Tony Lowry recounts spending the first day of the roe buck season with tracking teams in Denmark.

 

After 13 hours of driving and a seven hour ferry crossing, we reached our destination, northern Denmark. We had been invited to spend the opening three days of the roe buck season following some of the best tracking teams in Europe. Our host Kim had arranged for my colleague Richard and I to join him and two other tracking teams. These teams have all passed tracking tests that allows them to enter the Danish tracking system. Two of our teams had also passed tests in neighbouring Germany, so we knew their experience and knowledge was going to be of great value to us, comparatively novice handlers from England.

I can only liken the opening of the Danish roe buck season to the opening of our old course fishing season: everybody who stalks is out on that first morning waiting for 4.55am, as no shots are to be fired before then. As we drove to meet some of Kim’s syndicate members at about 4am, you could see many vehicles parked in gateways and alongside woodlands. Their drivers were stalkers, already sat in a high seat or in some favourite spot waiting in anticipation for the minute hand to drag itself round to five-to-five and the season to begin.

Kim and I took up position overlooking a sea of yellow, a sight we are all familiar with here in the UK, oil seed rape. Our roe buck stalking outing did not last long, as after about 20 minutes the phone rang with our first customer of the day. Kim took all the required information for our first track. It was decided that we would drive there at once. The journey took about 45 minutes, during which more calls came in and were logged in order.

We arrived at the scene of our first track and met the hunter. He explained again what had happened. He took us to the place from where he had taken the shot and then we moved to the shot site to see if we could work out what had happened and to plan our course of action. It was decided that we would track this one now, as we suspected it was a dead deer that needed finding. I was going to be allowed to take the lead with my dog Brit; Kim and his dog Hemi would be following our every move. It felt a bit like I was being tested so I was a bit nervous, however, I just went through the same procedure I would on any track at home. I put on the harness, sat the dog up and went again to look at the shot site, then I returned and attached the tracking line, and off we went. The trail took us through a small wood and out into a field on the other side. Brit turned right and followed the wood edge for about fifty meters and then back into the wood to where the buck was laying. The buck was quickly dispatched by Kim, and I had found my first Danish roe buck.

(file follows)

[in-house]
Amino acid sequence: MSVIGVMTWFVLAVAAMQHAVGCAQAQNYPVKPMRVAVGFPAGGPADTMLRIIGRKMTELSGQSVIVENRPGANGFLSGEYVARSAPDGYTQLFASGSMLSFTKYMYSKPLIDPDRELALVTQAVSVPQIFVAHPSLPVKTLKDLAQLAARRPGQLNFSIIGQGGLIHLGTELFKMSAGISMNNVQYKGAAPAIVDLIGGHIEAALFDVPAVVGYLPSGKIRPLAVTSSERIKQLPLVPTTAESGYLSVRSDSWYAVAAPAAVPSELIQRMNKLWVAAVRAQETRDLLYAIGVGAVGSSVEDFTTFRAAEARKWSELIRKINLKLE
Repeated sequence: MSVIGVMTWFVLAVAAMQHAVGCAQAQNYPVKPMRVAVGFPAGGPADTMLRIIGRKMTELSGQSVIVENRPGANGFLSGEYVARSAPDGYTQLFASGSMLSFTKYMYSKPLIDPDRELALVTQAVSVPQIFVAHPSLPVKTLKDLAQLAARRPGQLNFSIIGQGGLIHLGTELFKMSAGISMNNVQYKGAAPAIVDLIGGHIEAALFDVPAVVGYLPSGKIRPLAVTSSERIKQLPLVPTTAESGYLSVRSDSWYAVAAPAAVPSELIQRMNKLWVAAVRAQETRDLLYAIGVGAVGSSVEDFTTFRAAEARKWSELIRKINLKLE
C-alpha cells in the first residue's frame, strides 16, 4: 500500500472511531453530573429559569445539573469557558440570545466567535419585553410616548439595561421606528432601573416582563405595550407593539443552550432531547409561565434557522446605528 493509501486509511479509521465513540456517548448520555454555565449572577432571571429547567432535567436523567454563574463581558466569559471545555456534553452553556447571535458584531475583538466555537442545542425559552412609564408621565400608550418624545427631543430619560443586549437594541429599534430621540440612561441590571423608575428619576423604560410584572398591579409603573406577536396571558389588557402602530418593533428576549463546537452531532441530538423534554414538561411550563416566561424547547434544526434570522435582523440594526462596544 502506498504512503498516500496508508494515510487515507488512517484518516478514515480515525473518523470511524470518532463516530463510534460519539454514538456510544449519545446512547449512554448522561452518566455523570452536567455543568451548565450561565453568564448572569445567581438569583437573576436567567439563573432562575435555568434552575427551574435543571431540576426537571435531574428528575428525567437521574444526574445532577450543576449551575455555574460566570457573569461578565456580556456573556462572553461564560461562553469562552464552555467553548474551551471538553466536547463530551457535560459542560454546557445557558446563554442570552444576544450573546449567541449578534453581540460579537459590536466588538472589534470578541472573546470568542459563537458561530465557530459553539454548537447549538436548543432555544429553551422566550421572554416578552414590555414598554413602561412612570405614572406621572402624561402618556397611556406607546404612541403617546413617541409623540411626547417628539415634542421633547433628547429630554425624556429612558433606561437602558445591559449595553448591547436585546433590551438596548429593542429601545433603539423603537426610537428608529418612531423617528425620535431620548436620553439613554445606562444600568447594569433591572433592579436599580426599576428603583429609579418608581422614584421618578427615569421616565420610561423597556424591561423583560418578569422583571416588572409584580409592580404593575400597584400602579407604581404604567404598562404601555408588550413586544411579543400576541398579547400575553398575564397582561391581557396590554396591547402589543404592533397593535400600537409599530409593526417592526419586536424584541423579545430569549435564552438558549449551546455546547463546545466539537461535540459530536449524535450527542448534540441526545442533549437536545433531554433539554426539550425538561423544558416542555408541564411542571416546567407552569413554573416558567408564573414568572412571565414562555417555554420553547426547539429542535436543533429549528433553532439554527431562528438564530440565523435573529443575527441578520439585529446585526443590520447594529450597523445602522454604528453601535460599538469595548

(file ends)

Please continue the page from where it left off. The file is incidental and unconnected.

After pictures had been taken, we said our goodbyes and moved on to the next call-out of the morning. This time the stalker reported that he had missed the deer, but just wanted a tracking team to check and make sure he had indeed missed and not wounded the buck. This kind of practice seems to be very common in Europe and stalkers have no shame in admitting they may have missed their target. Again the stalker took us to the point where the shot had been taken from and then to where the deer had been stood. Kim worked Hemi around the shot site and it was clear by the dog’s reactions that indeed it was a clean miss.

The morning rolled into the afternoon and the call-outs kept coming in. They were a combination of recoveries and clean misses for our dogs to work on. As our first day drew to a close and entered the evening period, we met up with Richard and his mentor Ola. Ola was another tracking man with a vast experience, not only from tracking in his own country but also neighbouring Germany. His dog had passed the very difficult tracking test to enter the Danish system and had also passed the KGBS test in Germany. This was the last call-out of the day and as the dusk passed into the black of night Ola started to try and work out what had happened some 12 hours earlier when a shot had been taken at this roe buck. It was obvious to Ola that there had been a big search for this buck before the decision had been made to call in a tracking team. And, as it turned out, another dog team had already been over the trail and probably moved the buck on. Indeed, he may have been shot by another hunter. Undeterred Ola put on his head torch and spent the next 40 minutes trying to recover the deer. Only a phone call from the police asking him to track a deer that had been involved in a road traffic accident made him give up this track for the night. Plans were made for Kim and Hemi to return in the morning just to be 100% sure.

Richard and Ola departed and went to look for the deer that had been reportedly hit by a car. Motorist are required by law to report any collision with deer or other animals in Denmark so that a tracking team can be called out to locate the animal and end the suffering. This one was very straightforward and was found only about 50 meters from where it had been hit.

It was somewhere between 1.30 and 2am by the time we all got to bed on our first 24 hours of tracking. Even though my head was buzzing with all the events of the previous day it was not long before I was asleep.